- who is going to ensure that this keeps working in the future as the site is developed further, potentially by somebody else?
visual impairment is a spectrum, from fully sighted all the way to blind. by a little bit of work, we can help a certain chunk of people to get to their goals easier? just allowing to change font size can help a lot of people (bigger buttons); maybe that is the better investment than teaching them to learn an entire new tool?
three levels of WCAG guidelines: A AA AAA - font sizes, contrasts, etc.
some current design trends:
- "mobile first"-thinking motivates to design with bigger items (e.g. minimum 18px of text)
- tell clients to make text shorter
- general rule for thumb targets: 60px
- internationally applicable standards may vary (e.g. optimal chinese script font size might be different from western script)
- tools, e.g. sketch plugins, help assessing a11y
- if we rely on user research, we may miss users that have accessibility needs
- those who need these tools the most are often very small groups of the population
- you can visit and enjoy without audio guide
- it adds another level of experience to use an audio guide, even as a sighted person
- challenge of recruiting users to test a11y features
- specialised consultancies can help
- NGOs specialised in certain impairments are good sources of assistance
screen readers on mobile vs. on the web:
- very difficult on mobile
- when opening the eyes while testing, it interferes with the test (e.g. in QA)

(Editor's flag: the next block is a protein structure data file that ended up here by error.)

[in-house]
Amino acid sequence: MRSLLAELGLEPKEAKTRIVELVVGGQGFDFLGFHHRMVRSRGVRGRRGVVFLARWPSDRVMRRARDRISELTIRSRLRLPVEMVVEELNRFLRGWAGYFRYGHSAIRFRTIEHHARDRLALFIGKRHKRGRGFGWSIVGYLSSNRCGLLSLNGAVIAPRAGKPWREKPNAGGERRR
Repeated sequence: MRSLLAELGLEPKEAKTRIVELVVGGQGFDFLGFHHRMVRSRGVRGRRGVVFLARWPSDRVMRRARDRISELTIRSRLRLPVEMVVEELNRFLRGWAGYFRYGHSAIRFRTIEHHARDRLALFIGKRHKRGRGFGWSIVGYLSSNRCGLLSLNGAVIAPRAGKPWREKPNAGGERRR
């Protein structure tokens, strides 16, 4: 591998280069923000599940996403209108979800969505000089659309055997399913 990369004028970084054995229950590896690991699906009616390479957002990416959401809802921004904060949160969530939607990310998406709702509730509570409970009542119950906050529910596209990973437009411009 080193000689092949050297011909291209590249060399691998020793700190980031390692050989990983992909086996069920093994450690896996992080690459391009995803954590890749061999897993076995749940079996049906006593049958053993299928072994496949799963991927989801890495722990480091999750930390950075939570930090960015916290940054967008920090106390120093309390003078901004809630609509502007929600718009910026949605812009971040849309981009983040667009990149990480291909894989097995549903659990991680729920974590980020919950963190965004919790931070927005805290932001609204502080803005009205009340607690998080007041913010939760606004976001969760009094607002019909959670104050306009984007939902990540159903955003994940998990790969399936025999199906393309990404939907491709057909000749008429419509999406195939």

what screenreader to use for testing/research?
- NVDA screenreader might have a free version for testing
- other free/open-source solutions?
- when having a in-site screenreader, it sends the message "we are accessible":
from "mobile-first" to "accessible-first"?
- is this a technique people have experience with?
- Accessible/accessibility first design articles:
- discussion: is that similar to the concept of "universal design"? including all people.
- designing for as many people as possible, incl. those who don't have fancy smartphones or fast connectivity
some design techniques:
- start with black & white design, is it understandable without color?
- make a heuristic evaluation: test early stage concepts designs with specific special needs user groups in mind (how would this design work for a colour-blind person, for a person suffering from motion-sickness, etc.)
- UK government has a github repo with a list of disabilities (ref?)
why don't sites start out with large type by default and offer "tighter" more "compact" view as an option
- too few words fit on a line
- too few words even fit on a screen on mobile
- clients want everything in the viewport
- sticky sidebar can interfere with folks who have motion sickness; it is also possible to deliver different experiences based on users' browser settings; e.g. users can set their browsers to ask websites for a "reduced motion" version (e.g. disable sticky elements, animations etc.) https://caniuse.com/#search=reduced%20motion
idea: a landing page offering alternative designs on arrival?
Author: Timo Motte
GOV.UK posters for self-printing: https://github.com/UKHomeOffice/posters